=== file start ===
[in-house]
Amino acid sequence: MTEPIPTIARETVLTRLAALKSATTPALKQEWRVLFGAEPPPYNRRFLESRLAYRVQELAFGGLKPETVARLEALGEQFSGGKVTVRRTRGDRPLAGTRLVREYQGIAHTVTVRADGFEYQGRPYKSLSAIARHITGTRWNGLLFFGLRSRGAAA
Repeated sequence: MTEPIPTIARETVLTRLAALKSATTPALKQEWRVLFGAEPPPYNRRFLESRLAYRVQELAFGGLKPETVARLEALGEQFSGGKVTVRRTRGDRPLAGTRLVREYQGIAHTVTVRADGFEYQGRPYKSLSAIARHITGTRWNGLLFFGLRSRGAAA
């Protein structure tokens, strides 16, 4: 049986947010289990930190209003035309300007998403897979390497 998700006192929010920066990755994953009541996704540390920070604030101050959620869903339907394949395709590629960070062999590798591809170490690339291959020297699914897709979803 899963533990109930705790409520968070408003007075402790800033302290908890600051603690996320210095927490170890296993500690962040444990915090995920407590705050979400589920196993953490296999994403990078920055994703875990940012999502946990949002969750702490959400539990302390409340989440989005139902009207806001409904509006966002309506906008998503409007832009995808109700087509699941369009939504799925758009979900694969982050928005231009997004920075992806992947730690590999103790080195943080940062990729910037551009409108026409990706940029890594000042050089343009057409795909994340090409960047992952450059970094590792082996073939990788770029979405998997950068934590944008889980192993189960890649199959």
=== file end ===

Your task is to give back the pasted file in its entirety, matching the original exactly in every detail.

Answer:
[in-house]
Amino acid sequence: MTEPIPTIARETVLTRLAALKSATTPALKQEWRVLFGAEPPPYNRRFLESRLAYRVQELAFGGLKPETVARLEALGEQFSGGKVTVRRTRGDRPLAGTRLVREYQGIAHTVTVRADGFEYQGRPYKSLSAIARHITGTRWNGLLFFGLRSRGAAA
Repeated sequence: MTEPIPTIARETVLTRLAALKSATTPALKQEWRVLFGAEPPPYNRRFLESRLAYRVQELAFGGLKPETVARLEALGEQFSGGKVTVRRTRGDRPLAGTRLVREYQGIAHTVTVRADGFEYQGRPYKSLSAIARHITGTRWNGLLFFGLRSRGAAA
């Protein structure tokens, strides 16, 4: 049986947010289990930190209003035309300007998403897979390497 998700006192929010920066990755994953009541996704540390920070604030101050959620869903339907394949395709590629960070062999590798591809170490690339291959020297699914897709979803 899963533990109930705790409520968070408003007075402790800033302290908890600051603690996320210095927490170890296993500690962040444990915090995920407590705050979400589920196993953490296999994403990078920055994703875990940012999502946990949002969750702490959400539990302390409340989440989005139902009207806001409904509006966002309506906008998503409007832009995808109700087509699941369009939504799925758009979900694969982050928005231009997004920075992806992947730690590999103790080195943080940062990729910037551009409108026409990706940029890594000042050089343009057409795909994340090409960047992952450059970094590792082996073939990788770029979405998997950068934590944008889980192993189960890649199959």